Friday, August 01, 2008

BPN 1176 Twenty years in telecom networks

Recently, I received an interesting book on the history of SURFnet, the Dutch university network organisation (thanks Mariska!). The book is a commemorative book on the 20 anniversary of the organisations; it was also the commemorative book for the departing CEO Boudewijn Nederkoorn, one of the founding fathers of SURFnet.

The book is interesting as it presents contemporary online history. SURFnet was the result of university computer centres banning together to set up a network between the Dutch universities, to link the network to the European academic networks and to connect to the international academic networks. While setting up a network infrastructure, the SURFnet people got caught up in the internet roll-out. As they had the Dutch PTT (now KPN) as a shareholder, they got involved in the OSI X-25 vs. the TCP/IP discussion and decided already in an early stage that OSI-25was not the road to take, much to the chagrin of the PTT.

In the meantime the organisation has become a prominent network organisation in the Netherlands and outside. It now delivers an infrastructure for universities and colleges, libraries and school services. It also takes care of the international connections, for example with the Grid network GĂ©ant. By now it has developed six generations of networks and is drawing the seventh generation. The networks are so successful that even the old-time partner bought SURFnet5 for it commercial operation. Internationally it has optical light paths to speed up international secure services.

SURFnet has been a catalyser in the Dutch development of internet. It picked up internet from the beginning and was one of the first academic organisations to have it commercialised by private companies, while the Dutch incumbent KPN did not yet believe in internet. SURFnet was also one of the first organisations to establish Fibre To The Dormitory (FTTD) at jealous making speeds to normal consumers; it was also one of the first organisations transporting internet over the cable in dormitories.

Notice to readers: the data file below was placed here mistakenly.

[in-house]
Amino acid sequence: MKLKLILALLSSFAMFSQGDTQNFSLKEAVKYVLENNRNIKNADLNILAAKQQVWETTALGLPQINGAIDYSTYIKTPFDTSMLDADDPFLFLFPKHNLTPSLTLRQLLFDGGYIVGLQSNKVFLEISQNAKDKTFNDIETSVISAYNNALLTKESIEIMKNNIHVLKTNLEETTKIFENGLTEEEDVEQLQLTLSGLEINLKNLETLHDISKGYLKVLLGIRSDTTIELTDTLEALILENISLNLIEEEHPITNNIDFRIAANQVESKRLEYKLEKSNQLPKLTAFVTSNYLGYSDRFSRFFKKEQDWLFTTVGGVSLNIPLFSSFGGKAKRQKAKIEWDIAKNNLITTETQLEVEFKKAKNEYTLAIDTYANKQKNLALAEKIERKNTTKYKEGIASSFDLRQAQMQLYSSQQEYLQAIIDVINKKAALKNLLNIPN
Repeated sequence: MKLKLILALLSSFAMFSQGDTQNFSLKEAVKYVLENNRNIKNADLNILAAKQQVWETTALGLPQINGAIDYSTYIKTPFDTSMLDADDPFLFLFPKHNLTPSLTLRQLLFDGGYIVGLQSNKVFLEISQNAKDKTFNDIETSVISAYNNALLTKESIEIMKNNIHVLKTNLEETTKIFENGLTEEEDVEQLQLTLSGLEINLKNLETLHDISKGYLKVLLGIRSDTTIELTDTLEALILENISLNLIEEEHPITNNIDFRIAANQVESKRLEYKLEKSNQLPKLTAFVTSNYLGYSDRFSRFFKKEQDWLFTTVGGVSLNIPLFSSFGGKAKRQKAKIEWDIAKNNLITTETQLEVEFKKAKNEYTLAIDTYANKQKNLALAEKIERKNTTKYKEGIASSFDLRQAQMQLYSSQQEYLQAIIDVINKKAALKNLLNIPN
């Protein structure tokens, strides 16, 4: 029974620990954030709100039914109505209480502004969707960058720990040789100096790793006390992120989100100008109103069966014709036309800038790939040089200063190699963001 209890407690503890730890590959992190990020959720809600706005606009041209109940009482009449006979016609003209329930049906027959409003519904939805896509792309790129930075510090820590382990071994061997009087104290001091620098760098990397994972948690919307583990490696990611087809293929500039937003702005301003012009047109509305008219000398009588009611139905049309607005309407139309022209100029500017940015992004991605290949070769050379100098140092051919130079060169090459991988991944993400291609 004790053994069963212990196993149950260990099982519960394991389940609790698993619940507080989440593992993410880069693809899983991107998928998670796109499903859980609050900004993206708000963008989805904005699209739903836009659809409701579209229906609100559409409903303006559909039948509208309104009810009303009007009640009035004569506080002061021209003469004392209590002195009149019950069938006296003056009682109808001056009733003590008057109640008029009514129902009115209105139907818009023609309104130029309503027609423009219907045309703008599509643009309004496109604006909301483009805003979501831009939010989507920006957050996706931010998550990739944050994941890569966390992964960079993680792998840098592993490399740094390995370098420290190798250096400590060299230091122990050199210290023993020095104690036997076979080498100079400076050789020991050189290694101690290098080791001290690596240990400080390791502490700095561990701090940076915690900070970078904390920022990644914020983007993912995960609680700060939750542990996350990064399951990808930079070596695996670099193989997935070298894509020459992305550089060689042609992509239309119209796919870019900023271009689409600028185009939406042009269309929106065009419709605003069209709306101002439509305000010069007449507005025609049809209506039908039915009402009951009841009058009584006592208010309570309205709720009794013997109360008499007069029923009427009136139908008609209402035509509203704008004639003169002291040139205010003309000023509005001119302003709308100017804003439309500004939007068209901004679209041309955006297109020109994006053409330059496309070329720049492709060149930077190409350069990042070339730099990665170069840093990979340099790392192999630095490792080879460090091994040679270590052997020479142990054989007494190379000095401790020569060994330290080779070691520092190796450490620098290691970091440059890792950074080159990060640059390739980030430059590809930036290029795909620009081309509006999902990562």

The book, written by Verhoog & Warmerdam, a bureau for company history and genealogy, reads like a techno adventure book. However it wrongly establishes the impression that the network scene in pre-internet era was almost void and empty. From 1977 he Netherlands was already experimenting with online. The publisher Kluwer, now part of Wolters Kluwer, started to build up a legal online database. By 1980 a first consumer and SME service based on videotex, Viditel, came online. E-mail and online retrieval services were already handled by a national Datanet-1 as well as the European network Diane*Euronet (photograph taken in 1980, the network being demonstrated by the EC official Franco Mastroddi). The impression that hardly any network activities did exist in the early eighties or even before is based on the fact that the ASCII database world did not talk with the videotex world, which was looked at as the Volkswagen of the online world. Yes and there was already e-mail; in fact I have been empowered by e-mail since 1980, amongst others through the American service The Source and the hardly used videotext e-mail service of Viditel. All these services were searching for a market with confusion as a result. So when SURFnet started to set up another network, more confusion was added. But all this was over on January 1, 1997, when Videotex Nederland stopped its service and TCP/IP became a unifying factor in the network world.

Blog Posting Number: 1176

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